More than 3,200 identified chemicals found in plastics have been associated with severe health concerns, including cancer, nervous system disorders, and hormonal imbalances. These chemicals have been implicated in the development of diseases such as cancer, heart conditions, and obesity. 

Dr. Leo Trasande, a respected doctor who has extensively researched the health risks of plastic said: “The health risks from the chemicals found in plastics have not gone unnoticed. They cost our economy hundreds of billions of dollars because of increases in disease and disability, which contributes to their lack of popularity. A strong global treaty is essential for people here in the U.S. and around the world.”

Over 99% of plastic is made from oil and gas, and with production set to skyrocket, it is a significant driver of climate change, which also disproportionately impacts marginalized communities. Plastics accelerates inequality, exacerbates social injustice, and compounds environmental degradation.

Greenpeace USA and 22 other organizations, including the Descendants Project, have jointly sent a letter to President Biden requesting a meeting to discuss the concerns of people most affected by the toxic pollution caused by the American Chemistry Council (ACC) and the companies within the plastics industry it represents, such as Dow, Exxon, and Dupont. Greenpeace USA also recently unveiled a new monument dedicated to the Biden administration and its potential plastic legacy if he does not show strong leadership.

Last February, during the first round of global treaty talks, President Biden acknowledged the need to end plastic pollution by 2040. But so far, U.S. government regulation has sided with large oil and gas companies—some of the biggest plastics producers—instead of working to cap their production. The US also stands in the way of health protections by closely aligning with the industry that continues to produce plastics that harm human health.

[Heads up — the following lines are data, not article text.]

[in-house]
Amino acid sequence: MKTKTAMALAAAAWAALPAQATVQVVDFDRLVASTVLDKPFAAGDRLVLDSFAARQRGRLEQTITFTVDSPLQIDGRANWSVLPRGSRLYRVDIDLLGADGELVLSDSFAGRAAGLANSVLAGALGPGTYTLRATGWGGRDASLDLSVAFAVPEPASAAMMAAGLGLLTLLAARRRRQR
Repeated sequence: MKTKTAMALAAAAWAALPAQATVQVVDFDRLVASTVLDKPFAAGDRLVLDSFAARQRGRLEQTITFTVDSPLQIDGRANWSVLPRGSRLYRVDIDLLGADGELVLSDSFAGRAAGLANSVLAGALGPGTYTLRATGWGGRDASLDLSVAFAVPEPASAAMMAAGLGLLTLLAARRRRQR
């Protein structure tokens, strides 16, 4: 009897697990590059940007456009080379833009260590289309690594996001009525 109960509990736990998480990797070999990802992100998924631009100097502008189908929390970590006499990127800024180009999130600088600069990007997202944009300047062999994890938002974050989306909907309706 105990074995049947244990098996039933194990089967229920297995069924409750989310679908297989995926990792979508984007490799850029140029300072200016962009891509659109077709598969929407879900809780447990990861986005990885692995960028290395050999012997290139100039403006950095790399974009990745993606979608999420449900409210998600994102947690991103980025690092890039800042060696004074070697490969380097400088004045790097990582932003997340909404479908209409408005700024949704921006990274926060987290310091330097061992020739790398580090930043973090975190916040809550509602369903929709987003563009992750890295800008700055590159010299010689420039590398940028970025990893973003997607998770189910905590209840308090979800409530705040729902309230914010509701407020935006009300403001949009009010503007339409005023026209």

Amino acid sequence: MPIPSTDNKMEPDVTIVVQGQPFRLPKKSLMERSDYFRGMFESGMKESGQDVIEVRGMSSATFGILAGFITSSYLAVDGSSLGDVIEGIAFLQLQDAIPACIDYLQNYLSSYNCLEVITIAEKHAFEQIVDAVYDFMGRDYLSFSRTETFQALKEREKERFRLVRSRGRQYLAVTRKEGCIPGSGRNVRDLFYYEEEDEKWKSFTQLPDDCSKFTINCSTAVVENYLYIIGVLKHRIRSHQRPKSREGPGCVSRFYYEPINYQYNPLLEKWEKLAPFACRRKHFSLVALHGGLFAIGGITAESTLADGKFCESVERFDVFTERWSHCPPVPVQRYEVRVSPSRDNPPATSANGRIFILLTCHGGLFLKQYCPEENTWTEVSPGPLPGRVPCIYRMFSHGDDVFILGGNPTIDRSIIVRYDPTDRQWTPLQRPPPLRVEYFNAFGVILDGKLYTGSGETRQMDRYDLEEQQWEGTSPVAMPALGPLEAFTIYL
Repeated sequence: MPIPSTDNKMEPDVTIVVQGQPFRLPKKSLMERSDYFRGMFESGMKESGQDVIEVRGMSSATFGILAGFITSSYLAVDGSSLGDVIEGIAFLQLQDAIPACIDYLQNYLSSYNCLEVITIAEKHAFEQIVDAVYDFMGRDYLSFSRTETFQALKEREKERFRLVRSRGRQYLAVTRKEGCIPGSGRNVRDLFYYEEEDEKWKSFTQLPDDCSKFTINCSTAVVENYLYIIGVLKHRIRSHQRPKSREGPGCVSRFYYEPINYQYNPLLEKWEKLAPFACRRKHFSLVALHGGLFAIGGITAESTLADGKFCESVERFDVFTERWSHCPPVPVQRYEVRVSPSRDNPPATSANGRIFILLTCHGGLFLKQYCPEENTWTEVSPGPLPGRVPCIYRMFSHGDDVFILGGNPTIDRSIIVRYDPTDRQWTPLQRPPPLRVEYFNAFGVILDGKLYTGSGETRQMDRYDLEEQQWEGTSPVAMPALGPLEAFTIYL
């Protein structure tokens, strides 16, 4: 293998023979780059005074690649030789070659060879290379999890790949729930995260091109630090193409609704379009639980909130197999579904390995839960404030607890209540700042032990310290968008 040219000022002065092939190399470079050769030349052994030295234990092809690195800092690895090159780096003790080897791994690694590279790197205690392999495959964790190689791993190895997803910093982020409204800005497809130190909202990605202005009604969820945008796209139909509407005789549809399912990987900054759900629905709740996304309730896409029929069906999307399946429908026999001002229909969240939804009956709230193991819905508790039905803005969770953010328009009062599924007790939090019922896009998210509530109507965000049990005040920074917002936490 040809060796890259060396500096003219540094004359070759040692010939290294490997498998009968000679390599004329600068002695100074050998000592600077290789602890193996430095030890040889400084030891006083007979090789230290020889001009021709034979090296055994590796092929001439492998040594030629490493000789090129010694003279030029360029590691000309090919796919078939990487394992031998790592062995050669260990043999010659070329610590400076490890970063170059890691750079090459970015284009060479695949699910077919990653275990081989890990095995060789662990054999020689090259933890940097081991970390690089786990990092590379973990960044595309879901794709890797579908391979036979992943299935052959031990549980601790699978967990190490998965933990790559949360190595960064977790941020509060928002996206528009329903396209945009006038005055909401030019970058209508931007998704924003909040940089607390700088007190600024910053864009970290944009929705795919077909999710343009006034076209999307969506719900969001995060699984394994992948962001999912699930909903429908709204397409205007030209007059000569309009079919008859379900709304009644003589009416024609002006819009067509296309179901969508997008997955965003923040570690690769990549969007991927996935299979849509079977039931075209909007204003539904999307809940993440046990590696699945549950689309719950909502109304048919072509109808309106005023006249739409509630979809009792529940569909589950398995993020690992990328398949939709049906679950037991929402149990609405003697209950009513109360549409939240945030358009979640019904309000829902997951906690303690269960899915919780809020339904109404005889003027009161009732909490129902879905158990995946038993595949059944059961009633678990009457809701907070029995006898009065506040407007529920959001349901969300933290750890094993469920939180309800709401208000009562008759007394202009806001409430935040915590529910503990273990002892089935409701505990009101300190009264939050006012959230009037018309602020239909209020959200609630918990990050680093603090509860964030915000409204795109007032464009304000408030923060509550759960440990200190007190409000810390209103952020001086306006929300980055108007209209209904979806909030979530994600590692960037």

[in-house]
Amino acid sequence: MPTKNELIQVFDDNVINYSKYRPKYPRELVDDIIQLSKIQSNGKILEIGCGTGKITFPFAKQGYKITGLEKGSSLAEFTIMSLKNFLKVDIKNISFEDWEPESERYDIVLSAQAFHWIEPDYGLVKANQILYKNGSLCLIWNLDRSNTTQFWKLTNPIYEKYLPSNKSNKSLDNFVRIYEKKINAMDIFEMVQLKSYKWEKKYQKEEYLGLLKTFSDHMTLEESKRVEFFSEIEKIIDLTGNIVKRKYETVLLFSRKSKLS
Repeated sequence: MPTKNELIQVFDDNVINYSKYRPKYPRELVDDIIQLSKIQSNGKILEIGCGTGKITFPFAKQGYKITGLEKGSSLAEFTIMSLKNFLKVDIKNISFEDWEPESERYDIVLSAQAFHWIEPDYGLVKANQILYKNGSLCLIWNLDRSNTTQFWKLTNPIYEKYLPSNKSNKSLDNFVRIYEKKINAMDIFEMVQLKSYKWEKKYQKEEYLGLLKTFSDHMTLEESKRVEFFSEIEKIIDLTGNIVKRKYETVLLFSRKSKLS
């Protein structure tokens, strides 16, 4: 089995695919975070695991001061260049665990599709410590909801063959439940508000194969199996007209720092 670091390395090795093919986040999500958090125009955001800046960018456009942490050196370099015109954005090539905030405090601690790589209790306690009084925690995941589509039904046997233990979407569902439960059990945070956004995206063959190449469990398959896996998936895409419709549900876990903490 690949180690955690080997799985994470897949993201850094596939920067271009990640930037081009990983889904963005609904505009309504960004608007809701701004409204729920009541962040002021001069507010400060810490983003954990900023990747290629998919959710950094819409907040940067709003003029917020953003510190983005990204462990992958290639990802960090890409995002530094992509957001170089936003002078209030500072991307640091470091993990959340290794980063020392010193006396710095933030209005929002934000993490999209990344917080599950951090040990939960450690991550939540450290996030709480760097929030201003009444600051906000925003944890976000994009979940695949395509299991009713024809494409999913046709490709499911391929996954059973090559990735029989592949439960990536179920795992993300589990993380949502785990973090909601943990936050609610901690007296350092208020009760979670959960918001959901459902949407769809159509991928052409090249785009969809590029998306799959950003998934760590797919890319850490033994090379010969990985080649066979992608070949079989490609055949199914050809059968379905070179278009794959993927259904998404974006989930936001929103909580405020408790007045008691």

Government ministers from 173 countries are set to gather in Ottawa, Canada, from April 23 to 29, 2024, for the INC4 conference to negotiate a legally binding Treaty. Greenpeace USA is demanding that the Biden Administration support a strong and binding Global Plastics Treaty that cuts total plastic production by at least 75% by 2040 to protect human health and biodiversity and ensure that global temperatures stay below 1.5° C. 

The INC3 meeting in Nairobi, Kenya, in November 2023 ended in frustration and without a mandate to create a first draft of the treaty as low-ambition countries derailed the negotiations. Instead, the preliminary draft was reworked to add weaker options, resulting in a convoluted document. The last negotiation meeting will happen in Busan, South Korea in November 2024.


Notes to the editors: 

The research was conducted by Censuswide, from a sample of 19,088 members of the public in the UK, USA, Canada, India, Brazil, Egypt, Germany, Mexico, South Africa, Philippines, Indonesia, Japan, Thailand, South Korea, China, United Arab Emirates, Malaysia, Austria, and Norway. The data was collected between the 16th and 26th of February 2024.

[1] ‘Strongly agree’ and ‘Somewhat agree’ responses combined

[2] ‘Strongly support’ and ‘Somewhat support’ responses combined

[3] ‘Essential’, ‘Very important’, and ‘Fairly important’ responses combined

[4] ‘Very concerned’ and ‘Quite concerned’ responses combined

People vs. Plastic: Global Support for a Strong Plastics Treaty full report can be found here.

Executive Summary can be found here

Greenpeace demands for a Global Plastics Treaty can be found here

Photos and videos of Greenpeace network petition deliveries are available here

Photos and videos of the Biden Monument unveiling are available here


Contact: Tanya Brooks, Greenpeace USA Senior Communications Specialist, P: 703-342-9226, E: [email protected] 

Greenpeace USA is part of a global network of independent campaigning organizations that use peaceful protest and creative communication to expose global environmental problems and promote solutions that are essential to a green and peaceful future. Greenpeace USA is committed to transforming the country’s unjust social, environmental, and economic systems from the ground up to address the climate crisis, advance racial justice, and build an economy that puts people first. Learn more at www.greenpeace.org   

We Need Your Voice. Join Us!

Want to learn more about tax-deductible giving, donating stock and estate planning?

Visit Greenpeace Fund, a nonprofit, 501(c)(3) charitable entity created to increase public awareness and understanding of environmental issues through research, the media and educational programs.